Abu Obaida comes from the Shaigiya people, whose culture is spread around the ancient city of Merowe, home of traditional Nubian culture, where pyramids older than those in Egypt still stand. They trace their entire lineage to one man, Shaig, who migrated from the Arabian peninsula in the 15th century. An endlessly rhythmic syncretism between Arab and Nubian styles, Abu Obaida’s Shaigiya music was an in demand party affair in an era when a vibrant nightlife and roving sound systems were staples of life in Sudan.

It was music for a modern era, and Abu Obaida, at just 19, rebelliously abandoned traditional Shaigiya music traditions, pioneering a new sound by adding an extra string to his tambour and electrifying an instrument adored across East Africa. The result was complexity in simplicity and a hyper-talented artist who mirrors the story of Sudan’s highs and lows, from the leading tambour maestro of the hour to such obscurity on the fringes that he was believed dead. “They killed me!”, he likes to joke.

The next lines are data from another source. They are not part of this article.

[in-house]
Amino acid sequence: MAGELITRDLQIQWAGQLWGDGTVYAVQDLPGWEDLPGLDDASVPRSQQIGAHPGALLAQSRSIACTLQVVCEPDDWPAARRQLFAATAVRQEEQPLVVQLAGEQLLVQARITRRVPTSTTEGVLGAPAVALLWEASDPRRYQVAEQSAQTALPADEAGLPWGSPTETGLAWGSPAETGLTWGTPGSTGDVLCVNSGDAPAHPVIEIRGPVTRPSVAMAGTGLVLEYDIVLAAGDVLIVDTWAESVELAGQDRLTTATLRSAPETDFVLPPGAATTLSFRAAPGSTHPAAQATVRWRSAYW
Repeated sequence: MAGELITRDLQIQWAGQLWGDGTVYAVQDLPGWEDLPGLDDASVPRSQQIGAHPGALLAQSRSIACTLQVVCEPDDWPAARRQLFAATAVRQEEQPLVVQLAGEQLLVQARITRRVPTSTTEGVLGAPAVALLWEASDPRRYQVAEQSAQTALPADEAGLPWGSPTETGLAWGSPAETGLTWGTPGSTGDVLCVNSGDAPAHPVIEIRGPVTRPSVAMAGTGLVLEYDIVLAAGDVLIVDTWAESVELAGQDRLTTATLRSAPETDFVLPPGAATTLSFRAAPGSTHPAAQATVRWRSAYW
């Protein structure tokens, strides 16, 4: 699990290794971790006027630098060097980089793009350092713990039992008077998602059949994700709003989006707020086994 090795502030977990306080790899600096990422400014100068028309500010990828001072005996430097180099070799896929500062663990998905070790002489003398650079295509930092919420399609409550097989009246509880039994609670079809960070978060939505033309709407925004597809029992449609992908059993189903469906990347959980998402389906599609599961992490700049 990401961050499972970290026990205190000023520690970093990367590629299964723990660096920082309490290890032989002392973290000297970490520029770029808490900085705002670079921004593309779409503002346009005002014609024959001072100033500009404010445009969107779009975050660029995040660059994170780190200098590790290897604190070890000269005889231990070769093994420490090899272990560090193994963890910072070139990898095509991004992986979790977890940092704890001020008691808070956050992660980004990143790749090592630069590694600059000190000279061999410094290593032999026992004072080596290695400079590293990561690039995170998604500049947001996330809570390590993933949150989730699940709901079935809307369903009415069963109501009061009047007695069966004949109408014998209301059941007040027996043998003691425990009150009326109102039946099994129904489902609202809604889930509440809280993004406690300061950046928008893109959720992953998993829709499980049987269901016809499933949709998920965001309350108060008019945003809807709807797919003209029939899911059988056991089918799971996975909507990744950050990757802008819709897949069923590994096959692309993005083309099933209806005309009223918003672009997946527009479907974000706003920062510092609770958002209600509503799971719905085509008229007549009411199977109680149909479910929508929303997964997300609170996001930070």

Abu Obaida Hassan, his music and the musical traditions of the Shaigiya remain alive and kicking. A culmination of a 7-year journey — from first hearing Abu Obaida’s distinct sound, found only in Sudan, to finding the man — has produced the first global release of Shaigiya music and is the first chapter of Ostinato’s immersion into Sudan, with a full compilation of the lavish musical history of one the most diverse countries in Africa due later this year. All brought to you by the Grammy-nominated team behind last year’s “Sweet As Broken Dates”.




Abu Obaida Hassan - 01 - Daweena (6:33)
Abu Obaida Hassan - 02 - Qamar Al Massa (Moon of the Night) (8:15)
Abu Obaida Hassan - 03 - Nas Fi Nas (People on People) (5:20)
Abu Obaida Hassan - 04 - Fargooni (They Left Us) (3:25)
Abu Obaida Hassan - 05 - Shofo Alla (Find Me A Solution) (6:37)
Abu Obaida Hassan - 06 - Amshy Shoof (Go Find Your Own Love) (5:02)
Abu Obaida Hassan - 07 - La...La (Don’t Say I Am Betraying You) (7:15)
Abu Obaida Hassan - 08 - Dayer Anwer Lek (Light Your Path) (5:03)




Thursday, January 3, 2019

v.a. - Nahom Favorite, Vol. 38 [2018] (Zema Aman) [ethiopia]














Haileyesus Girma - Godashiew






01 - Sami Beyene — Saq Saq (5:01)
02 - Sami Beyene — Endachinew Mewded (4:03)
03 - Anteneh Werash — Qeterosh (4:20)
04 - Anteneh Werash — Tewado Yileyayal (5:31)
05 - Tislat Gezimu — Yileyilign (4:57)
06 - Tislat Gezimu — Endet Endet (3:33)
07 - Haileyesus Girma — Wub Nesh (5:24)
08 - Haileyesus Girma — Qelel (4:29)
09 - Yared Belay — Ayen Wuha (4:33)
10 - Yared Belay — Andlay Nen Wey (4:43)